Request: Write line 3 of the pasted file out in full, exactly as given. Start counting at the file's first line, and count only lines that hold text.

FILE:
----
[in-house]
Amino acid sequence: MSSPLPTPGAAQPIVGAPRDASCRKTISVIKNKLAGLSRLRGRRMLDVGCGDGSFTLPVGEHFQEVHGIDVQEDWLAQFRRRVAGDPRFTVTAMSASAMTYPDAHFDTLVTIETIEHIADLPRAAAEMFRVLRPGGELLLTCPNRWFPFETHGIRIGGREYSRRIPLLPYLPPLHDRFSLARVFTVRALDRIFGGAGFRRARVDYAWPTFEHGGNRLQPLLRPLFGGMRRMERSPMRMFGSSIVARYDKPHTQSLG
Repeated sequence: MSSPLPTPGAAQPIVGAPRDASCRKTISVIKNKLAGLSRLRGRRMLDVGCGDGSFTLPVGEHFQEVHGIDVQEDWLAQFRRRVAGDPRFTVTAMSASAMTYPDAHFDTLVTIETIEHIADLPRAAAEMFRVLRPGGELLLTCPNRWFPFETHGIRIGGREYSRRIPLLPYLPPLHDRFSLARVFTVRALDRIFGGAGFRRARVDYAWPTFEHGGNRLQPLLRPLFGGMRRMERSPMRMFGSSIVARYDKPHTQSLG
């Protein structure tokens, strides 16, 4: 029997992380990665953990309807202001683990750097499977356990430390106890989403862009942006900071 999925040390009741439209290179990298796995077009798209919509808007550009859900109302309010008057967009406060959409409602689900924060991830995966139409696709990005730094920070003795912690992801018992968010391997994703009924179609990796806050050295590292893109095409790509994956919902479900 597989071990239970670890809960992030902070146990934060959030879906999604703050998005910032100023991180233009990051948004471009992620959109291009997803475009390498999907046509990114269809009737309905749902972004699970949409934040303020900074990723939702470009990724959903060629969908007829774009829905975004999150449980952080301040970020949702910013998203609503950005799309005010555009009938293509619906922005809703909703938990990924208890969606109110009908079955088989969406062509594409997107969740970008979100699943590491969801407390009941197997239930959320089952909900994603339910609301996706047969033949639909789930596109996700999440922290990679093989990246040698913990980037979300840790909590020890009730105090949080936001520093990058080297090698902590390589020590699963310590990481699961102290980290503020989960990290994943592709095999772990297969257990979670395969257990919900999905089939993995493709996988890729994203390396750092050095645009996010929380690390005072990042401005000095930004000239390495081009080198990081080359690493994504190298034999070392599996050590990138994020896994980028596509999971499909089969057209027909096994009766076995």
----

Repeated sequence: MSSPLPTPGAAQPIVGAPRDASCRKTISVIKNKLAGLSRLRGRRMLDVGCGDGSFTLPVGEHFQEVHGIDVQEDWLAQFRRRVAGDPRFTVTAMSASAMTYPDAHFDTLVTIETIEHIADLPRAAAEMFRVLRPGGELLLTCPNRWFPFETHGIRIGGREYSRRIPLLPYLPPLHDRFSLARVFTVRALDRIFGGAGFRRARVDYAWPTFEHGGNRLQPLLRPLFGGMRRMERSPMRMFGSSIVARYDKPHTQSLG